Necessary Roughness by Marie G. Lee

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Synopsis

Chan Kim has never felt like an outsider in his life. That is, not until his family moves from L.A. to a tiny town in Minnesota--Land of 10,000 Lakes--and probably 10,000 hicks,too. The Kims are the only Asian family in town, and when Chan and his twin sister, Young, attend high school, it's a blond-haired, blue-eyed whiteout.

Chan throws himself into the only game in town--football--and the necessary roughness required to make a player. On the field it means "justifiable violence," but as Chan is about to discover, off the field it's a whole different ballgame . . .Chan Jung Kim has always been popular. But that was when he lived in L.A. and was the star of his soccer team. Now his family’s moved—to a tiny town in Minnesota, where football’s the name of the game and nobody has ever seen an Asian American family before. Desperate to fit in, Chan throws himself into the game—but he feels like an outsider. For the first time in his life, he finds himself thinking about what it really means to be Korean—and what is really important. By turns gripping, painful, funny, and illuminating, Necessary Roughness introduces a major new talent and a fresh young voice to the Harper list.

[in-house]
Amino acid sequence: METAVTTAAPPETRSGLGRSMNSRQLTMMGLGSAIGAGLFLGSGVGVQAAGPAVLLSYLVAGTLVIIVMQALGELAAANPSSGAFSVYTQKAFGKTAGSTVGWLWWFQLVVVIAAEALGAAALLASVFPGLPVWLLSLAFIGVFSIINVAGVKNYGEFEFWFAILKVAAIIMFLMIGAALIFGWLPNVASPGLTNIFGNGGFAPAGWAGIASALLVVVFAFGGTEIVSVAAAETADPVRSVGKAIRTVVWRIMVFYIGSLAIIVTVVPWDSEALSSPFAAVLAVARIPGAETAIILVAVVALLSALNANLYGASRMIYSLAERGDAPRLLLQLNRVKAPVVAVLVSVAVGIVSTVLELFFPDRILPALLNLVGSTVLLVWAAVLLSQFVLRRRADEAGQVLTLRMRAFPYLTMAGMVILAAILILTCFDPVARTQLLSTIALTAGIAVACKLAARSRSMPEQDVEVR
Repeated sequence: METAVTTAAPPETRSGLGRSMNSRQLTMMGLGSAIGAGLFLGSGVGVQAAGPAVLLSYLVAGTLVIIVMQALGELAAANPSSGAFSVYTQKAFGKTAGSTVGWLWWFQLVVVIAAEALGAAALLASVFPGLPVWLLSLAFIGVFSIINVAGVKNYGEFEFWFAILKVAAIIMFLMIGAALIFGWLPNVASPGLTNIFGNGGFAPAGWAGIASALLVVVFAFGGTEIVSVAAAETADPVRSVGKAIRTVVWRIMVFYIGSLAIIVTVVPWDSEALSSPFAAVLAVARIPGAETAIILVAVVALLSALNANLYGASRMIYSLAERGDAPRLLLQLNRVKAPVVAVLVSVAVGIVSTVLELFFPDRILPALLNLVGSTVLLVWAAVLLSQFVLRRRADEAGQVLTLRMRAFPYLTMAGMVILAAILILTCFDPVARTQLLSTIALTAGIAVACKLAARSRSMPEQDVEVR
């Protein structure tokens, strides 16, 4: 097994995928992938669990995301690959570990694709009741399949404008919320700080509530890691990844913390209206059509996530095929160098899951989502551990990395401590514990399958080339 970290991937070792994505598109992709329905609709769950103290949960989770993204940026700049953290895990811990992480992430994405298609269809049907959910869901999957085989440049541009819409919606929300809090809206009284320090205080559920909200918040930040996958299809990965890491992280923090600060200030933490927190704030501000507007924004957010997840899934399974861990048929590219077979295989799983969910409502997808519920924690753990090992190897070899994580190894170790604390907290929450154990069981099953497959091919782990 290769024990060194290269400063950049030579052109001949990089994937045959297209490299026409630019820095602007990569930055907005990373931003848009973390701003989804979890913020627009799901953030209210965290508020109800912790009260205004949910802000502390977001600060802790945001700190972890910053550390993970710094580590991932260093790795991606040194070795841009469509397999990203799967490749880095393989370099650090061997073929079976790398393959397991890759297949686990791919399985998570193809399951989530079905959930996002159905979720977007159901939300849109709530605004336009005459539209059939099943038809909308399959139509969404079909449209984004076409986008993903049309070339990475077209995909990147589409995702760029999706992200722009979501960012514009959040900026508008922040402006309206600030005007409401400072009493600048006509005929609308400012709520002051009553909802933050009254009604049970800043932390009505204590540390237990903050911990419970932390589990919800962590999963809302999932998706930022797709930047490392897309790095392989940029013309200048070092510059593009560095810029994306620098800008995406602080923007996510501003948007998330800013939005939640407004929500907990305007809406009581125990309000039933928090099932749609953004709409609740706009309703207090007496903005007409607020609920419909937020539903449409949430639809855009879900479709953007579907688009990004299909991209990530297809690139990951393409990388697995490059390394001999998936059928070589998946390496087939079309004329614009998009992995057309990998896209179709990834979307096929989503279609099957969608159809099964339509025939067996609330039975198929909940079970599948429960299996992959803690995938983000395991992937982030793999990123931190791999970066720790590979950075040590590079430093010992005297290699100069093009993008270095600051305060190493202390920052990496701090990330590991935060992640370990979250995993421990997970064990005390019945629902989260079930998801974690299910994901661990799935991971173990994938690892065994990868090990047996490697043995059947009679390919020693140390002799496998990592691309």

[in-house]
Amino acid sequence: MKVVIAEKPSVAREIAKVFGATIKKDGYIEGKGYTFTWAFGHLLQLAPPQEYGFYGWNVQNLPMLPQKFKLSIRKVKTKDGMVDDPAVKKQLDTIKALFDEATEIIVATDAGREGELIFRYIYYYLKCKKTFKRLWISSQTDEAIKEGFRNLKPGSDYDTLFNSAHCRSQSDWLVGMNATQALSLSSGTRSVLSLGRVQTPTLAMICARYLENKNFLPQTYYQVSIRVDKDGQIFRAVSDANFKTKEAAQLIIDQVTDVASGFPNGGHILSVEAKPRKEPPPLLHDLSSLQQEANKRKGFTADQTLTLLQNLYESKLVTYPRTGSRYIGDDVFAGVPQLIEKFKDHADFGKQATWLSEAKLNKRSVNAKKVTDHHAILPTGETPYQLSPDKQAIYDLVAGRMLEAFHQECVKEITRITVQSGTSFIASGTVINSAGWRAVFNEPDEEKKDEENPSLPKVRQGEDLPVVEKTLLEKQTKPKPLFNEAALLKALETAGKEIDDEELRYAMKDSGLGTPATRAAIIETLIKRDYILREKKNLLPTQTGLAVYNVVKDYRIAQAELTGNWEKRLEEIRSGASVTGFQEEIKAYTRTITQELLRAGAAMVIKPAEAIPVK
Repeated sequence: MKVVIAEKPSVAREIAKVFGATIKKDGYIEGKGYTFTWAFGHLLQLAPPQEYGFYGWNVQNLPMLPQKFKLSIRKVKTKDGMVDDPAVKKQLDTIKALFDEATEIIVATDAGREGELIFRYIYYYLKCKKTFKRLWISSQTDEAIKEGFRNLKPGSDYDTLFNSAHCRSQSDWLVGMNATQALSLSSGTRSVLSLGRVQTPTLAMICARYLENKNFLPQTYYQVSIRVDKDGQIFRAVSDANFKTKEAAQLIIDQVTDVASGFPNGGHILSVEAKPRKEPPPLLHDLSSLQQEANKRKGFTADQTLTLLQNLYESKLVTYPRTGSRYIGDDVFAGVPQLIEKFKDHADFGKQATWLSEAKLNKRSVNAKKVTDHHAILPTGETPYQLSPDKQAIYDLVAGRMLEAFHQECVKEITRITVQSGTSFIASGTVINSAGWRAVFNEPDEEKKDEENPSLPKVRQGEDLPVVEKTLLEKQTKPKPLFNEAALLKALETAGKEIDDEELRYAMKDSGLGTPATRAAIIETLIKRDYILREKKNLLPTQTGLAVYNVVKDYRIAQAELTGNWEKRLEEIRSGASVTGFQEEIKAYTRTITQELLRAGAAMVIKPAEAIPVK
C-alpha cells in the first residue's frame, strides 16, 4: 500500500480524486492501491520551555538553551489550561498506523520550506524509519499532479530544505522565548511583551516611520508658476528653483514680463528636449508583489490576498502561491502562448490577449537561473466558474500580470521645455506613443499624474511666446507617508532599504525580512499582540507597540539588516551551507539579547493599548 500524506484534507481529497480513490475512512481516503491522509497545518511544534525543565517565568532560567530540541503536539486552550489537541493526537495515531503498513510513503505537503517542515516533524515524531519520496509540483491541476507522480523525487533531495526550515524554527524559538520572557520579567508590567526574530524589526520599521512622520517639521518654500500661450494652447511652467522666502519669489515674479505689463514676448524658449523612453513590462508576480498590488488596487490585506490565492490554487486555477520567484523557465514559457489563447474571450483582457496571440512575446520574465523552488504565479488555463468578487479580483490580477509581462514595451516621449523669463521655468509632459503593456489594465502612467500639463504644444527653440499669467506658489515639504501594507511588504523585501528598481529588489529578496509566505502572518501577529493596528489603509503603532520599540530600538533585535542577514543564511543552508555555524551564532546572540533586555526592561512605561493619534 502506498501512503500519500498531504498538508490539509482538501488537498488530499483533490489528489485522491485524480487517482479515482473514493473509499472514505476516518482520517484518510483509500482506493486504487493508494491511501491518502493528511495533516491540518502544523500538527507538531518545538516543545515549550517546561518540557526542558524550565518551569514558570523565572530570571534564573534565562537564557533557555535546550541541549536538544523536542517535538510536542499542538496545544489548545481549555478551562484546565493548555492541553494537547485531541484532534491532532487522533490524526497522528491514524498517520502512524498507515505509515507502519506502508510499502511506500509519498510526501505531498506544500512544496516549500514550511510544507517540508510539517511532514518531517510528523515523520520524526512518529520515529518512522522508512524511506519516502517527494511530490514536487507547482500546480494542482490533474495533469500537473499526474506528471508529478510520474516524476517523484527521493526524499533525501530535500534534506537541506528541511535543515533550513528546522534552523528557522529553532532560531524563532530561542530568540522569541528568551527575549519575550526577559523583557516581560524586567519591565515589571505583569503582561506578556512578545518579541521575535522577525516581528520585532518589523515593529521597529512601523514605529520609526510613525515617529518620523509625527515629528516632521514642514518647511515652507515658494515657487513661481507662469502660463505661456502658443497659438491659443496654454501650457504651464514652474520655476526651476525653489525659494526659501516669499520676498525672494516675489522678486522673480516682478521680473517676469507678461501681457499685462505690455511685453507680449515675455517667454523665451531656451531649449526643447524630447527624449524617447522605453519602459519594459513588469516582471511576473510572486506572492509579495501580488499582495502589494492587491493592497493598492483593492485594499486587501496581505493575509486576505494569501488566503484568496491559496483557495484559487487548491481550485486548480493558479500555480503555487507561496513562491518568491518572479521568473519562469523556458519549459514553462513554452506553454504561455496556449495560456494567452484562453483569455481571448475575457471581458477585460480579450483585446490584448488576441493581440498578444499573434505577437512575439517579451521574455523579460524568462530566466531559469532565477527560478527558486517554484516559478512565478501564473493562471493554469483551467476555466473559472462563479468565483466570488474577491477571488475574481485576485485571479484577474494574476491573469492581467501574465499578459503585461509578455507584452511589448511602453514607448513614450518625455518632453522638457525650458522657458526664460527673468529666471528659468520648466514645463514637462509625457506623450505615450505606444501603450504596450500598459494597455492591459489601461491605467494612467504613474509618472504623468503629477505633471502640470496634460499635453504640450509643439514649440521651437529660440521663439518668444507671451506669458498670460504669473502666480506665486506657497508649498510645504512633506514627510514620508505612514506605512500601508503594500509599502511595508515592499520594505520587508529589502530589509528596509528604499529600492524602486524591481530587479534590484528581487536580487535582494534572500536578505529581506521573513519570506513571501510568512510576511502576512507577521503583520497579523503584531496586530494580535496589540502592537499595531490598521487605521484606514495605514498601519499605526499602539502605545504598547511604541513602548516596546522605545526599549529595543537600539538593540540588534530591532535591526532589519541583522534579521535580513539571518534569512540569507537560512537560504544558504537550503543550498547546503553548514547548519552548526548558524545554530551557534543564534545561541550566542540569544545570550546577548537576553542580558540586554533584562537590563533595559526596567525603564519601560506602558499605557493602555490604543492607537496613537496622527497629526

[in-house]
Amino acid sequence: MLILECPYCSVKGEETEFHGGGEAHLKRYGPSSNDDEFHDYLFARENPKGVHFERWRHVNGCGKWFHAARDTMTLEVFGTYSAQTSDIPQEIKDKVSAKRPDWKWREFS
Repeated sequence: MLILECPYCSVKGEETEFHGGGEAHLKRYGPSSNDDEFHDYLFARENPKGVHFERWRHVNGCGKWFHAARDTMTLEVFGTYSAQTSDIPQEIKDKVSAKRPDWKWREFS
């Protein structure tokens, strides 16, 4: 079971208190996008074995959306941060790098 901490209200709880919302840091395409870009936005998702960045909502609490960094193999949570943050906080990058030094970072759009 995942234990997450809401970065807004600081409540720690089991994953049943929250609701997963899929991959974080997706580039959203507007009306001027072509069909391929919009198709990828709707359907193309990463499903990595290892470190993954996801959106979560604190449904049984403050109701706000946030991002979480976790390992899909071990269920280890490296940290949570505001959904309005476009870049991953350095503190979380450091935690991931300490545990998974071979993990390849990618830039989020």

1997 Best Books for the Teen Age (NY Public Library)
1998 Best Books for Young Adults (ALA)Chan Jung Kim has always been popular. But that was when he lived in L.A. and was the star of his soccer team. Now his family’s moved—to a tiny town in Minnesota, where football’s the name of the game and nobody has ever seen an Asian American family before. Desperate to fit in, Chan throws himself into the game—but he feels like an outsider. For the first time in his life, he finds himself thinking about what it really means to be Korean—and what is really important. By turns gripping, painful, funny, and illuminating, Necessary Roughness introduces a major new talent and a fresh young voice to the Harper list.

1997 Best Books for the Teen Age (NY Public Library)
1998 Best Books for Young Adults (ALA)

 

About Marie G. Lee

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Marie G. Lee is a second-generation Korean American who was born and raised in Hibbing, Minnesota. Her books include If It Hadn't Been for Yoon Jun, Necessary Roughness, and Night of the Chupacabras. Her work has appeared in The New York Times, The Kenyon Review, and several anthologies. She has appeared on PBS's "Asian American" and is a founder of the Asian American Writer's Workshop.
 
Published April 12, 2011 by HarperTeen. 246 pages
Genres: Young Adult, Sports & Outdoors, Children's Books, Biographies & Memoirs, Literature & Fiction, Erotica. Fiction

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Kirkus Reviews

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Football is the central metaphor for how a Korean family confronts life, death, and assimilation in this gritty and moving novel by Lee (Saying Goodbye, 1994, etc.).

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Publishers Weekly

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Unwillingly transplanted from inner-city Los Angeles to tiny, all-white Iron City, Minn., Chan walks a thin line between the traditional Korean values of his stern Abogee (father) and contemporary middle American mores.

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